That sounds much more tedious than it was to execute, especially if you already have the tabs open that you want to group. Now that I have a podfeet Tab Group, I can click on it and my browser window changes to show all of the tabs opened at once. In my opinion, it’s kind of like the best of both worlds. You have access to all your lovely favorite sites in tabs, but if you click away you have just the new tabs you may have opened. I think this would work better for me than a never-ending addition of tabs open in my browser.
If it’s hard to tell which site is which because your Tab Group has a ton of tabs in it, if you click on the Tab Group name, you’ll see a set of four squares in a little grid as an icon. When you tap on that grid icon, the main part of the page will change to being big thumbnails of each website, and you’ll be able to read the site names on each one. Might be a faster or more visual way to jump to the tab in your Tab Group you want. I wish you didn’t have to first select the Tab Group in order to be able to tap its grid icon, and I sent that feedback to Apple using the Feedback Assistant app.
I thought maybe Tab Groups would eliminate the need to use the Favorites Bar, so I tried to convert mine into a Tab Group. I was surprised to find there was no way to do that. I had to open Bookmarks from the left sidebar, which slides away the Tab Groups, then right-click each Favorite to open it in a tab. Then when I had all of them open, I flipped back to Tab Groups and I was able to make one called Favorites out of what I had open. I guess I only need to do this once so it’s not that big of a deal but it was kind of an annoying process.
After using Tab Groups for a bit, I don’t think it would eliminate the desirability of having a Favorites Bar. One-click access to the few things I use all the time can’t be beat by opening a Tab Group that includes the one thing I need.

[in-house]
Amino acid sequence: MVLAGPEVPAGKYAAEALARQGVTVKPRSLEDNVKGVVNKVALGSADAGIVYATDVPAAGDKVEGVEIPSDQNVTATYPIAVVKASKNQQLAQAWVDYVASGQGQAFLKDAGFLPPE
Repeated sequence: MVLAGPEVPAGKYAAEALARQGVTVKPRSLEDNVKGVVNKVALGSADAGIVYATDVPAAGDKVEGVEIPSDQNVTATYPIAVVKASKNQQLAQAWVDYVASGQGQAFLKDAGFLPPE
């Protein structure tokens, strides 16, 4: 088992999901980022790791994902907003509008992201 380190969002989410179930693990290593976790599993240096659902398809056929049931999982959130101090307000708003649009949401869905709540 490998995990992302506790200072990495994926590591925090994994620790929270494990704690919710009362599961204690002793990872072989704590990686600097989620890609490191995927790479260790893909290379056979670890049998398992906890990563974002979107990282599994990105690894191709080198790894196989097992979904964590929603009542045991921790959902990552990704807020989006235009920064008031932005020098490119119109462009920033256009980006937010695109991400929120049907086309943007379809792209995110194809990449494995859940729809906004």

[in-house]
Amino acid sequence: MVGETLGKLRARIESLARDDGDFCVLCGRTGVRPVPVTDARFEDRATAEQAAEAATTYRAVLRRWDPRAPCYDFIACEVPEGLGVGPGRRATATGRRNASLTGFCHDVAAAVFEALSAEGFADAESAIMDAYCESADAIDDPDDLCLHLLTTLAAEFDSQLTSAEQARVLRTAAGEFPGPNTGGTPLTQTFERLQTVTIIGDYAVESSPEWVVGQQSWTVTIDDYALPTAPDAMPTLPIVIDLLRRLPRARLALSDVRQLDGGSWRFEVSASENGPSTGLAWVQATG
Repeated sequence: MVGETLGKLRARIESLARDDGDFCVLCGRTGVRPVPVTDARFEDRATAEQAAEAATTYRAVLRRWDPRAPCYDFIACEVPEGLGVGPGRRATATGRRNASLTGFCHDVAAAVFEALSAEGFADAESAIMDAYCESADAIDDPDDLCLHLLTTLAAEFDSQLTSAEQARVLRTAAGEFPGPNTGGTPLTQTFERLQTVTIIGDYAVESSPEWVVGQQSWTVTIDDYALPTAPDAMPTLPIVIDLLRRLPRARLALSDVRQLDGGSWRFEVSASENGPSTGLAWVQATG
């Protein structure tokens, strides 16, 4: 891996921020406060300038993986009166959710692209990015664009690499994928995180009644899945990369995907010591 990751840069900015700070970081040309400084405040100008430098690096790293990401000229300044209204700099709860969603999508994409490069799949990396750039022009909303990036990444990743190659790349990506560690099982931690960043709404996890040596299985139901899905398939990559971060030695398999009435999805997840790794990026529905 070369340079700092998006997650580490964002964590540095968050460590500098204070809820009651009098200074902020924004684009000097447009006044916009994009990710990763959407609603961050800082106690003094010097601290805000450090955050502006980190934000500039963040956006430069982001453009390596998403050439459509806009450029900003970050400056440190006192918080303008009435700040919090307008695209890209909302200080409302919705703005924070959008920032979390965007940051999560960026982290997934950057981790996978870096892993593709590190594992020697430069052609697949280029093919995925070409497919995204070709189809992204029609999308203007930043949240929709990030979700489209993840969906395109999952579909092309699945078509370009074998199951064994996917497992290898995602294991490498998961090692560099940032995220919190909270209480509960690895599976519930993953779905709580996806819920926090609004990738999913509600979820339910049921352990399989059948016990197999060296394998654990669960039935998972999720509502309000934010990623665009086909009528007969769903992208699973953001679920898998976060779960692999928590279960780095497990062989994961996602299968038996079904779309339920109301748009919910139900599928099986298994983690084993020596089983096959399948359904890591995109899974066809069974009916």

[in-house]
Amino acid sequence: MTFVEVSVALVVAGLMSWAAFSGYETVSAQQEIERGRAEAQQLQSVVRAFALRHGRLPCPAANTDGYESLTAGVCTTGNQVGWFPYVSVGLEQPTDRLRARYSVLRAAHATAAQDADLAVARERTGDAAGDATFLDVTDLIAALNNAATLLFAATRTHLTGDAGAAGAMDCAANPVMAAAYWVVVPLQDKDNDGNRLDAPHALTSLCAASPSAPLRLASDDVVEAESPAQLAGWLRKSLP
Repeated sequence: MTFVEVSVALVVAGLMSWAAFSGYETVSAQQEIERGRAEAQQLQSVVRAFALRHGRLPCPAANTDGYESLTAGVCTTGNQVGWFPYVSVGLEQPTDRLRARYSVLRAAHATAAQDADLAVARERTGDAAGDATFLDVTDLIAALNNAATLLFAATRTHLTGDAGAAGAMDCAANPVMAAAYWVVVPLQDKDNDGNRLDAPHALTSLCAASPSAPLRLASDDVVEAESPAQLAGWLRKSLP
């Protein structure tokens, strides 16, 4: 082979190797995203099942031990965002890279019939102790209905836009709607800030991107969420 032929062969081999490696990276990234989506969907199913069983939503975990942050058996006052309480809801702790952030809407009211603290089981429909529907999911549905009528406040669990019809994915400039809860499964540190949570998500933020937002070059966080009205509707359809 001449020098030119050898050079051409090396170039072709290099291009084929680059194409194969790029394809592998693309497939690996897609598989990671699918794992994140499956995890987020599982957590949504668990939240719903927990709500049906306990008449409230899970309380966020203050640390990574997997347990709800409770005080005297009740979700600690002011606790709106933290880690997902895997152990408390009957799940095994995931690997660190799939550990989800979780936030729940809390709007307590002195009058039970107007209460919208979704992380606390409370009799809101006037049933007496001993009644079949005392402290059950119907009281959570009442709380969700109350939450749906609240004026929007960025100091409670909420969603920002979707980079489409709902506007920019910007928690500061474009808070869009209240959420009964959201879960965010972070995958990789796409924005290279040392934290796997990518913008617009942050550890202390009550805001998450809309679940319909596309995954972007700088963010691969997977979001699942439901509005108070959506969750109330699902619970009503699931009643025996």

Apple talked in the WWDC keynote about the need we all have to focus, and they’re creating different contexts for that concept with more notification controls. I think you could use Tab Groups as a way to increase focus. When you’re in your “waste away time on social media” mode, you could select your Tab group with Reddit and Facebook and Twitter. When it’s time to focus on getting some work done, maybe you have a Tab Group for serious things like Google Docs and Sheets.
With a click of a button, you can completely switch context and have open what you need without a ton of windows open or a ton of tabs open in one window. Ooh – that might be a BAD thing because right in the middle of working you can hit your Play Tab Group and goof around. Well, that’s on you if you do!
Apple Likes to Hide Things
I’m not sure what happened, but over the last year or two, Apple has started this new concept of making you hover or click to discover things. The worst example of how they’re doing this is with Reminders. I absolutely hate with a passion how on macOS Big Sur I have to hover, then a downward chevron appears and only if I click that can I select complete on the task. There used to be a button right on the notification and now it’s three actions to click it. I’m not sure how hiding things we need to use all the time is a good thing. If you get a notification and you’ve already done the task, why make it harder to acknowledge that?
In the Safari Technology Preview, since they eliminated the toolbar, there’s no area to put the refresh button and share icon. Instead, you have to click into the URL field on a 3-dot icon to reveal the Refresh and the Share menu. Command-R still works to refresh, thank goodness, but it’s seems so dumb to have to click twice to get to a button that’s pretty necessary. If you really want a refresh button back, John Siracusa has written a Safari Extension to give you back the Refresh button. Whilst running the future and current Safaris, I didn’t see a way to install Extensions into the Technology Preview so I can’t test how well that would work.
You also don’t have a visible X to close tabs, but in this case it’s not a problem. If you want to close a tab, you naturally move your cursor to the tab. Instantly, if the name is showing, you’ll the favicon will change into an X for easy closing. I tested what happens if there are so many tabs open that only the favicon is showing and discovered something delightful. When you hover over the favicon, a little mini browser thumbnail pops open so you can very easily tell which web page it represents. When the tabs do have names, you get the same effect on hover. It’s really slick!
I know this is a preview version of the new Safari browser for macOS Monterey, so I can’t give a bottom line, but I was convinced before I got to play with it that I would hate it. But I have to say, it’s fresh and new looking and I rather like it.